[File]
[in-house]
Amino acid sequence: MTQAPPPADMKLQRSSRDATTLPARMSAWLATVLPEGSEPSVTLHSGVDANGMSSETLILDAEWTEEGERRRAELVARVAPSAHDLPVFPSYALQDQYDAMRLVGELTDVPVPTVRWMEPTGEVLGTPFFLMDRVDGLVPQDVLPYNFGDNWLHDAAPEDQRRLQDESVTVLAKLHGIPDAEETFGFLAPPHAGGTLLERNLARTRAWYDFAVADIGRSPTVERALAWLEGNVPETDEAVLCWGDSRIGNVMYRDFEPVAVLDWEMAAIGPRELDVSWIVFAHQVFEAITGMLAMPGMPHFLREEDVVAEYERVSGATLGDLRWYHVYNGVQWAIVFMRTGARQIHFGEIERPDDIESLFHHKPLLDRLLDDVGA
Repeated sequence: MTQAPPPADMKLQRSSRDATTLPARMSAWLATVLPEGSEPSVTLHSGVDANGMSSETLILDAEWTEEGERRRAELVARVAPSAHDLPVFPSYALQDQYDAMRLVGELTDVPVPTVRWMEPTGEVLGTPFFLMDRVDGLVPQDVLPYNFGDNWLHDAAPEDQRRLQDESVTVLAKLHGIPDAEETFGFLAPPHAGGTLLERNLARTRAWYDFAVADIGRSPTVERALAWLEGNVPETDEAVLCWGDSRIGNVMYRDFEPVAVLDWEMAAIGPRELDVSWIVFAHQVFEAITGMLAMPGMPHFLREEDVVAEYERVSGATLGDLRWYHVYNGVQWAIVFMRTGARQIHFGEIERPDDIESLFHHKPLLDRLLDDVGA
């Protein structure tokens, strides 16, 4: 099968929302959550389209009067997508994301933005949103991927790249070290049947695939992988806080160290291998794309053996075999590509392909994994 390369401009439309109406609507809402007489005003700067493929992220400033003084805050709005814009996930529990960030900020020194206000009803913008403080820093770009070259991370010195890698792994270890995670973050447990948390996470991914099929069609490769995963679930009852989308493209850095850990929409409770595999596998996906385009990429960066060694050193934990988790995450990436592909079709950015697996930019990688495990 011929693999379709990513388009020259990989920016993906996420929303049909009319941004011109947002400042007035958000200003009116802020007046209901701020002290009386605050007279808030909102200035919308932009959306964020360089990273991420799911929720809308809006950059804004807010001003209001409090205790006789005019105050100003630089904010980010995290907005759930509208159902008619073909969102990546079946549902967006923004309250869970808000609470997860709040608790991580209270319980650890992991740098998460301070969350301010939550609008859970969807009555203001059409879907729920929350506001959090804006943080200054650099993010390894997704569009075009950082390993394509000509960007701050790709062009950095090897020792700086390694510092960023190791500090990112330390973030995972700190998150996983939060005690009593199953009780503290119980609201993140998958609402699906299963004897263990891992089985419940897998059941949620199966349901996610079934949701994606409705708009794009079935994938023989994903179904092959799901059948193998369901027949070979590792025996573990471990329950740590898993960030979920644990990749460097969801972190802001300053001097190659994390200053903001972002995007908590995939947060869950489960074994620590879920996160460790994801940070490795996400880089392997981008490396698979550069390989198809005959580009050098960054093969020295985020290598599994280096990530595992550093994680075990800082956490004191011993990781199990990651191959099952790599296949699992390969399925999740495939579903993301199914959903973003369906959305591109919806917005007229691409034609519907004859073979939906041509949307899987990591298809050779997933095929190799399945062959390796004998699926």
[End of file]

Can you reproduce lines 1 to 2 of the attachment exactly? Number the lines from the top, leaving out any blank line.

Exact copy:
[in-house]
Amino acid sequence: MTQAPPPADMKLQRSSRDATTLPARMSAWLATVLPEGSEPSVTLHSGVDANGMSSETLILDAEWTEEGERRRAELVARVAPSAHDLPVFPSYALQDQYDAMRLVGELTDVPVPTVRWMEPTGEVLGTPFFLMDRVDGLVPQDVLPYNFGDNWLHDAAPEDQRRLQDESVTVLAKLHGIPDAEETFGFLAPPHAGGTLLERNLARTRAWYDFAVADIGRSPTVERALAWLEGNVPETDEAVLCWGDSRIGNVMYRDFEPVAVLDWEMAAIGPRELDVSWIVFAHQVFEAITGMLAMPGMPHFLREEDVVAEYERVSGATLGDLRWYHVYNGVQWAIVFMRTGARQIHFGEIERPDDIESLFHHKPLLDRLLDDVGA